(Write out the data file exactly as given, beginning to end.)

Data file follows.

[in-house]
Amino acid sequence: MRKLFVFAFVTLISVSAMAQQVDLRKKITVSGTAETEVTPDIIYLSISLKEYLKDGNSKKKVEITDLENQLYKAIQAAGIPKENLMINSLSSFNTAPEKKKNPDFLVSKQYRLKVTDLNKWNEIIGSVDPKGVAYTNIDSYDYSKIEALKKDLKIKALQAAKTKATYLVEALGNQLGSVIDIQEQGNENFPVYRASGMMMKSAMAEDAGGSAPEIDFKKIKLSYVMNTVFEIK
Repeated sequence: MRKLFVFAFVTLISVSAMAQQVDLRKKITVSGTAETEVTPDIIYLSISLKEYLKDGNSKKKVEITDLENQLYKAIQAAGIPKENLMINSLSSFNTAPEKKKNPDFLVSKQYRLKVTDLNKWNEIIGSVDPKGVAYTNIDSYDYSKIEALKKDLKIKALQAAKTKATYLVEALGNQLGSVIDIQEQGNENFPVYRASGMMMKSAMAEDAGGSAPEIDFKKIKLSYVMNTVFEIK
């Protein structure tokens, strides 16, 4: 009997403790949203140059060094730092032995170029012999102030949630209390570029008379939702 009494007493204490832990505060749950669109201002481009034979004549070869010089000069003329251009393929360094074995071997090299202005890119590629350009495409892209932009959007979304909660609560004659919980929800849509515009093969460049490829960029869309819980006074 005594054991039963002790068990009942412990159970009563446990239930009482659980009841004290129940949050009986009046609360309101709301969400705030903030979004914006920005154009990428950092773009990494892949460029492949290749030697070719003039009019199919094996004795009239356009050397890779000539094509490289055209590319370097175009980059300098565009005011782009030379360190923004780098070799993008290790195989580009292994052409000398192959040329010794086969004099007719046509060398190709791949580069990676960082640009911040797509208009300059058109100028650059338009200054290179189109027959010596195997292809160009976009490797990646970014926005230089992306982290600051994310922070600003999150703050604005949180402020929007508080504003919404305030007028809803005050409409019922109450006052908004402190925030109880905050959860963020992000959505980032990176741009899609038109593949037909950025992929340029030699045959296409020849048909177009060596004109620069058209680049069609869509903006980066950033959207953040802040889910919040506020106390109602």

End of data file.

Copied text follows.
[in-house]
Amino acid sequence: MRKLFVFAFVTLISVSAMAQQVDLRKKITVSGTAETEVTPDIIYLSISLKEYLKDGNSKKKVEITDLENQLYKAIQAAGIPKENLMINSLSSFNTAPEKKKNPDFLVSKQYRLKVTDLNKWNEIIGSVDPKGVAYTNIDSYDYSKIEALKKDLKIKALQAAKTKATYLVEALGNQLGSVIDIQEQGNENFPVYRASGMMMKSAMAEDAGGSAPEIDFKKIKLSYVMNTVFEIK
Repeated sequence: MRKLFVFAFVTLISVSAMAQQVDLRKKITVSGTAETEVTPDIIYLSISLKEYLKDGNSKKKVEITDLENQLYKAIQAAGIPKENLMINSLSSFNTAPEKKKNPDFLVSKQYRLKVTDLNKWNEIIGSVDPKGVAYTNIDSYDYSKIEALKKDLKIKALQAAKTKATYLVEALGNQLGSVIDIQEQGNENFPVYRASGMMMKSAMAEDAGGSAPEIDFKKIKLSYVMNTVFEIK
């Protein structure tokens, strides 16, 4: 009997403790949203140059060094730092032995170029012999102030949630209390570029008379939702 009494007493204490832990505060749950669109201002481009034979004549070869010089000069003329251009393929360094074995071997090299202005890119590629350009495409892209932009959007979304909660609560004659919980929800849509515009093969460049490829960029869309819980006074 005594054991039963002790068990009942412990159970009563446990239930009482659980009841004290129940949050009986009046609360309101709301969400705030903030979004914006920005154009990428950092773009990494892949460029492949290749030697070719003039009019199919094996004795009239356009050397890779000539094509490289055209590319370097175009980059300098565009005011782009030379360190923004780098070799993008290790195989580009292994052409000398192959040329010794086969004099007719046509060398190709791949580069990676960082640009911040797509208009300059058109100028650059338009200054290179189109027959010596195997292809160009976009490797990646970014926005230089992306982290600051994310922070600003999150703050604005949180402020929007508080504003919404305030007028809803005050409409019922109450006052908004402190925030109880905050959860963020992000959505980032990176741009899609038109593949037909950025992929340029030699045959296409020849048909177009060596004109620069058209680049069609869509903006980066950033959207953040802040889910919040506020106390109602």